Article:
The European Union and Mexico have announced plans to accelerate the progress of their negotiations over a new free trade agreement (FTA) between the regions.
Two additional negotiating rounds have been pencilled in before summer as part of the accelerated negotiation schedule, to take place from April 3rd to 7th and from June 26th to 29th.
Additionally, EU commissioner for trade Cecilia Malmstrom has agreed to meet with Mexico's economic minister Ildefonso Guajardo in Mexico City between these rounds, to take stock and push negotiators for further progress.
The existing FTA between the EU and Mexico was signed in 2000, with talks over an updated deal commencing last year to reflect the substantial changes in global trade patterns that have occurred since then.
Between 2005 and 2015, the yearly trade flow of goods between Mexico and the EU have more than doubled from €26 billion to €53 billion, thanks in large part to the existing FTA. The new agreement is set to be broader and more far-reaching, with the stated aim of mirroring other trade deals that the EU and Mexico have negotiated more recently.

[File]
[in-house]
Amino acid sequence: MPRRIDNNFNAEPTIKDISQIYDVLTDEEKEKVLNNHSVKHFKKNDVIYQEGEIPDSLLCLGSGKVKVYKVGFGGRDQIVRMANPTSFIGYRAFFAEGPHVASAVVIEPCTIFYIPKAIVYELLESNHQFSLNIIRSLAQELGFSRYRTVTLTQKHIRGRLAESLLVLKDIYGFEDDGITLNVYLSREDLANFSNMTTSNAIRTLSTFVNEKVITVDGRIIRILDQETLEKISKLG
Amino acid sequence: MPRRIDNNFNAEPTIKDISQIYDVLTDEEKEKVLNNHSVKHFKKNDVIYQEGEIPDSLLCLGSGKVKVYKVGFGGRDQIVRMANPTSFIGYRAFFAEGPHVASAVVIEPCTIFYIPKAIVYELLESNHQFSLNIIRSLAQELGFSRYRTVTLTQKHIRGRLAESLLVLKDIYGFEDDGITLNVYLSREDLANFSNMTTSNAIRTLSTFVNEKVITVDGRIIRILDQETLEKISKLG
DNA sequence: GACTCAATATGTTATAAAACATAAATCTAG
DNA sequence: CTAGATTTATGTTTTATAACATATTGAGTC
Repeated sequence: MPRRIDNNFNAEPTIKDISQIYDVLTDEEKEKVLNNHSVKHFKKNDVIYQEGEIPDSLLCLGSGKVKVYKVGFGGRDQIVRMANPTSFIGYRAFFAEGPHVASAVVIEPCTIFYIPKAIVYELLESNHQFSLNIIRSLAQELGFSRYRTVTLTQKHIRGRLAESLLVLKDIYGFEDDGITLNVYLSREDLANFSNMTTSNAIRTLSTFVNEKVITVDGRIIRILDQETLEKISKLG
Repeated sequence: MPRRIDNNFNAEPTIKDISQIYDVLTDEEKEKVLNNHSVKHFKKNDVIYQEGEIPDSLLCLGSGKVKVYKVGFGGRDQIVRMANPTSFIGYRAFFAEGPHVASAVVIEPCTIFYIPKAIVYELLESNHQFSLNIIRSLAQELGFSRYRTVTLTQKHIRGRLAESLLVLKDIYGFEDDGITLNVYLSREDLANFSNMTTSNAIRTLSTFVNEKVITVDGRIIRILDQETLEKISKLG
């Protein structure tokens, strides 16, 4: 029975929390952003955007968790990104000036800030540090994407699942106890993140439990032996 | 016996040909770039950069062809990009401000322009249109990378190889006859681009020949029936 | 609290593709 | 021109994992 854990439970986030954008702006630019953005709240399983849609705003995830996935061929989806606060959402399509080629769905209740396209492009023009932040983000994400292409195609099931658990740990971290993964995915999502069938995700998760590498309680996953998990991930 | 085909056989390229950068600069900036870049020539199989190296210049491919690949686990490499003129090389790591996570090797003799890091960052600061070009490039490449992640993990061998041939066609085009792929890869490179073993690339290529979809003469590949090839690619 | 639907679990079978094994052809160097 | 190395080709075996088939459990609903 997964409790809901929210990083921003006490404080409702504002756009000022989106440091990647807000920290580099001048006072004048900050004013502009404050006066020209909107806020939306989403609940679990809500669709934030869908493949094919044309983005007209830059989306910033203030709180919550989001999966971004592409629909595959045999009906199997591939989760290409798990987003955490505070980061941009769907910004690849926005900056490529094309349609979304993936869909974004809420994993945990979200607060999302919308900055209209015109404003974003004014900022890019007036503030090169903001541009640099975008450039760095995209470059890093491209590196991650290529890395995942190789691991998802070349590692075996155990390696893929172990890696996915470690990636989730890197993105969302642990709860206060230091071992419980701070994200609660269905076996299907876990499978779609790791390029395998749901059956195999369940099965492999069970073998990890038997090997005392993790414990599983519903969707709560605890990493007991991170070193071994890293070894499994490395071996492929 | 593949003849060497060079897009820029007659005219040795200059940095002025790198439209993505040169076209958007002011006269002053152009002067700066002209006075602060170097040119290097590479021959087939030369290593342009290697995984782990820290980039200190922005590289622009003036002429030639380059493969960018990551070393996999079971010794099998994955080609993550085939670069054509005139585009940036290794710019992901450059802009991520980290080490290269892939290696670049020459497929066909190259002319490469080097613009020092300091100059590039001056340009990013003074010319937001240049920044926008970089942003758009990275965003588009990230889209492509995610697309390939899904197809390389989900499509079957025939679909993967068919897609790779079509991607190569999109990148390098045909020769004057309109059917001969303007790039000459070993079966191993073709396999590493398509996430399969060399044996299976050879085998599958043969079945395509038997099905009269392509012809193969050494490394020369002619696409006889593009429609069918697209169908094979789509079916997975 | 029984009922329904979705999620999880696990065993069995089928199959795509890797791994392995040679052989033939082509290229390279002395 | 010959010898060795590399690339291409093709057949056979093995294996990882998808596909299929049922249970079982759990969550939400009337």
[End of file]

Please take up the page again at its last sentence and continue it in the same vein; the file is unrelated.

These negotiations take place against a backdrop of growing opposition to free trade deals from many leading politicians, with new US president Donald Trump having recently threatened to impose new tariffs on Mexican goods as part of a wider political dispute between the two countries.
Ms Malmstrom said: "Together, we are witnessing the worrying rise of protectionism around the world. Side by side, as like-minded partners, we must now stand up for the idea of global, open cooperation.
"We are already well underway in our joint efforts to deepen openness to trade on both sides. Now, we will accelerate the pace of these talks in order to reap the benefits sooner."